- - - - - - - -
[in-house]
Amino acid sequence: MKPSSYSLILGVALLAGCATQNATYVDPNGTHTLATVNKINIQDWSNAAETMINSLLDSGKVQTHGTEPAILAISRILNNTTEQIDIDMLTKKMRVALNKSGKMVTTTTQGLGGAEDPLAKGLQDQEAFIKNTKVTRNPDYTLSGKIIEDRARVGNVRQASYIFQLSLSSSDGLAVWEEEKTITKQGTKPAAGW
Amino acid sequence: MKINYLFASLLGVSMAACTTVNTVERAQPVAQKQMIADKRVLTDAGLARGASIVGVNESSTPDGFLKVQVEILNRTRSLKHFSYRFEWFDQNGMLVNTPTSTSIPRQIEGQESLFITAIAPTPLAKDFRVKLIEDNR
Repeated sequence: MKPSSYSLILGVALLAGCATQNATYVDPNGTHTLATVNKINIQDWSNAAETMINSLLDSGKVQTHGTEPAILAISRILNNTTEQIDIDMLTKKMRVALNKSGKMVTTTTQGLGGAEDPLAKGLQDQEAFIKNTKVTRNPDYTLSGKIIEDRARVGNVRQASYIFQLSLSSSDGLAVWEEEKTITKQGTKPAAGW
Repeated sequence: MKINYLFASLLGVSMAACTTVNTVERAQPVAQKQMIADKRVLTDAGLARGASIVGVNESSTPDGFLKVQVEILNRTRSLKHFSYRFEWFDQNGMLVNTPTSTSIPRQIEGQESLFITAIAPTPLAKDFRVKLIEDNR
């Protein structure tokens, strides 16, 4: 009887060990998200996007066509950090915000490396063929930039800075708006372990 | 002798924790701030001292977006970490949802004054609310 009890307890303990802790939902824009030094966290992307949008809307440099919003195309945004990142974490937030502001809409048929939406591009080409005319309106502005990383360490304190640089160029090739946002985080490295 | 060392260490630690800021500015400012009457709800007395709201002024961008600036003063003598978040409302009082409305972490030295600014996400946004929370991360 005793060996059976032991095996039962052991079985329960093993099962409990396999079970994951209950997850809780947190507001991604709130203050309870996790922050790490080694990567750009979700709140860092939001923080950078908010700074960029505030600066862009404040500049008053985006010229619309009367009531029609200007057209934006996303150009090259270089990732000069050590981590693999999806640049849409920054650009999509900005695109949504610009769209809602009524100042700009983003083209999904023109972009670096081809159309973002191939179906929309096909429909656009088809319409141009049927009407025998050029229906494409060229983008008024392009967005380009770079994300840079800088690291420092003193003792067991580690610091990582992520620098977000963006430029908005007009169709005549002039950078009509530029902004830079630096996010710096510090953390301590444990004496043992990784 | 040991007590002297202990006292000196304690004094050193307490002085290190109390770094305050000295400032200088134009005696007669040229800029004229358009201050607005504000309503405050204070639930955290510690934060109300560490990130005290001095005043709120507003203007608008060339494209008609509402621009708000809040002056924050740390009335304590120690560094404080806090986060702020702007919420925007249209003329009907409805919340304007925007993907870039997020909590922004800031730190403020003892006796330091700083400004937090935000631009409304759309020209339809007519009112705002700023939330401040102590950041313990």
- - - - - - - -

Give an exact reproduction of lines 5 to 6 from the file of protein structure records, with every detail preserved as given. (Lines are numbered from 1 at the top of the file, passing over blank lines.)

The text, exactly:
Repeated sequence: MKINYLFASLLGVSMAACTTVNTVERAQPVAQKQMIADKRVLTDAGLARGASIVGVNESSTPDGFLKVQVEILNRTRSLKHFSYRFEWFDQNGMLVNTPTSTSIPRQIEGQESLFITAIAPTPLAKDFRVKLIEDNR
């Protein structure tokens, strides 16, 4: 009887060990998200996007066509950090915000490396063929930039800075708006372990 | 002798924790701030001292977006970490949802004054609310 009890307890303990802790939902824009030094966290992307949008809307440099919003195309945004990142974490937030502001809409048929939406591009080409005319309106502005990383360490304190640089160029090739946002985080490295 | 060392260490630690800021500015400012009457709800007395709201002024961008600036003063003598978040409302009082409305972490030295600014996400946004929370991360 005793060996059976032991095996039962052991079985329960093993099962409990396999079970994951209950997850809780947190507001991604709130203050309870996790922050790490080694990567750009979700709140860092939001923080950078908010700074960029505030600066862009404040500049008053985006010229619309009367009531029609200007057209934006996303150009090259270089990732000069050590981590693999999806640049849409920054650009999509900005695109949504610009769209809602009524100042700009983003083209999904023109972009670096081809159309973002191939179906929309096909429909656009088809319409141009049927009407025998050029229906494409060229983008008024392009967005380009770079994300840079800088690291420092003193003792067991580690610091990582992520620098977000963006430029908005007009169709005549002039950078009509530029902004830079630096996010710096510090953390301590444990004496043992990784 | 040991007590002297202990006292000196304690004094050193307490002085290190109390770094305050000295400032200088134009005696007669040229800029004229358009201050607005504000309503405050204070639930955290510690934060109300560490990130005290001095005043709120507003203007608008060339494209008609509402621009708000809040002056924050740390009335304590120690560094404080806090986060702020702007919420925007249209003329009907409805919340304007925007993907870039997020909590922004800031730190403020003892006796330091700083400004937090935000631009409304759309020209339809007519009112705002700023939330401040102590950041313990």